Solidity does not have floating-point math, all fractional calculations are done with fixed-point math, meaning that when the amounts are very small, rounding errors become huge. Specifically in the example, USDC ERC-20 token only has 6 decimals, so the 0.000001 USDC value is the smallest value possible - one micro-USDC to be exact.
In order to compute the result amounts in a swap from
x, formulas 6.11 and 6.12 from the whitepaper are used:
Gamma is the fee paid by the swappers, for example 0.003. In your example then input token is USDC. In the implementation of the
delta y calculation, the fee term is rounded up, meaning it can never be zero.
y_in = 100 micro-USDC, the expected fee amount is computed by the frontend as 0.3 micro-USDC, but you actually end up paying 1 micro-USD, leading to 1.0 - 0.3 = 0.7% price impact.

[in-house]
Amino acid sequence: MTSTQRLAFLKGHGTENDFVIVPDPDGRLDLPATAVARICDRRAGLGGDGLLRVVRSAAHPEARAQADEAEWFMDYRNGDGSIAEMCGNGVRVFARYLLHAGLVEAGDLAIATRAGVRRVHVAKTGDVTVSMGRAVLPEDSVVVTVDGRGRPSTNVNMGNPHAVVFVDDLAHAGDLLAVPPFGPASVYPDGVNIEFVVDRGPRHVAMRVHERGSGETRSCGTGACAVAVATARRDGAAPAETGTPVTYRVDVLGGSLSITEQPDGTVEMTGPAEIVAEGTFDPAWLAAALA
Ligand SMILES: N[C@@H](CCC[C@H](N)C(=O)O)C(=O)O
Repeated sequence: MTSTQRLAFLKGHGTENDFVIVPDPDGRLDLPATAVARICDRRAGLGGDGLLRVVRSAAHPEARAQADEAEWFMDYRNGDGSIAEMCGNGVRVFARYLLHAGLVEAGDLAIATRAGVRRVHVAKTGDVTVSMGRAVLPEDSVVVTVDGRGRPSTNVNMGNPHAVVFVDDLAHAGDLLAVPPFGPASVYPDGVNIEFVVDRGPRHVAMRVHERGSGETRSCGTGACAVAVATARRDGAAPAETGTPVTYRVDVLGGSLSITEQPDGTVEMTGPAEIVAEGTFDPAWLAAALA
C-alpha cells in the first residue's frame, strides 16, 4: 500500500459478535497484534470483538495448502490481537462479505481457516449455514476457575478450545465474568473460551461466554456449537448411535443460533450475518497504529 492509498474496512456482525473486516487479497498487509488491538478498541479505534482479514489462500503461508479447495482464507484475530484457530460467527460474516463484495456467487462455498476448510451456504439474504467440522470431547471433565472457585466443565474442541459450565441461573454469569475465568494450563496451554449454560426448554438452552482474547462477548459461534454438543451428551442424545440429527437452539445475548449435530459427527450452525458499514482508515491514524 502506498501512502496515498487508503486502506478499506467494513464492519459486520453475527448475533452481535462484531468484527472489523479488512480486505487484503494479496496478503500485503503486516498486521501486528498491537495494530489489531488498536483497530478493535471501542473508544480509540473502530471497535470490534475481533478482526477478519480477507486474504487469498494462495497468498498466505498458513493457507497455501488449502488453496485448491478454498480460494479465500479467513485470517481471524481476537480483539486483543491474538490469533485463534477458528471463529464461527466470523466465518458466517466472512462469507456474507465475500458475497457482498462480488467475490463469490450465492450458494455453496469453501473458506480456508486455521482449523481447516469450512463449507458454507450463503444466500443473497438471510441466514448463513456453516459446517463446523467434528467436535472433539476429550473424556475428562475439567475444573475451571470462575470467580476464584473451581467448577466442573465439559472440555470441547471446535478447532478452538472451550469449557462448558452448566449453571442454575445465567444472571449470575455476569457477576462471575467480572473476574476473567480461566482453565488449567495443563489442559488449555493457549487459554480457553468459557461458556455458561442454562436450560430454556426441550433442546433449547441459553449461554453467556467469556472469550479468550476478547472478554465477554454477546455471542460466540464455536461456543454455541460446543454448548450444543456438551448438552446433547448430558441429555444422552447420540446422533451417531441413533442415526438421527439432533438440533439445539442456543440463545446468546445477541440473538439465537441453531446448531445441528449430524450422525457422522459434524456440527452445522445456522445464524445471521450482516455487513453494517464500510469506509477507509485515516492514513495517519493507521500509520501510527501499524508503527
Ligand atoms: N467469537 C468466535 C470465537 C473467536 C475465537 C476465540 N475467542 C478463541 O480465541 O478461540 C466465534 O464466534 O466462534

y_in = 10 micro-USDC, the 1 micro-USDC fee is 10% of the input value, so it shows as nearly 10% price impact.
y_in = 1 micro-USDC, the 1 micro-USDC fee is 100% of the input amount, so it shows as nearly 100% price impact. Moreover, you'll get zero wei in the output because all of the input is "eaten" away by the fee!
On the other hand, when
y_in = 1000 the expected fee is exactly 3.0 micro-USDC, so there are no rounding errors.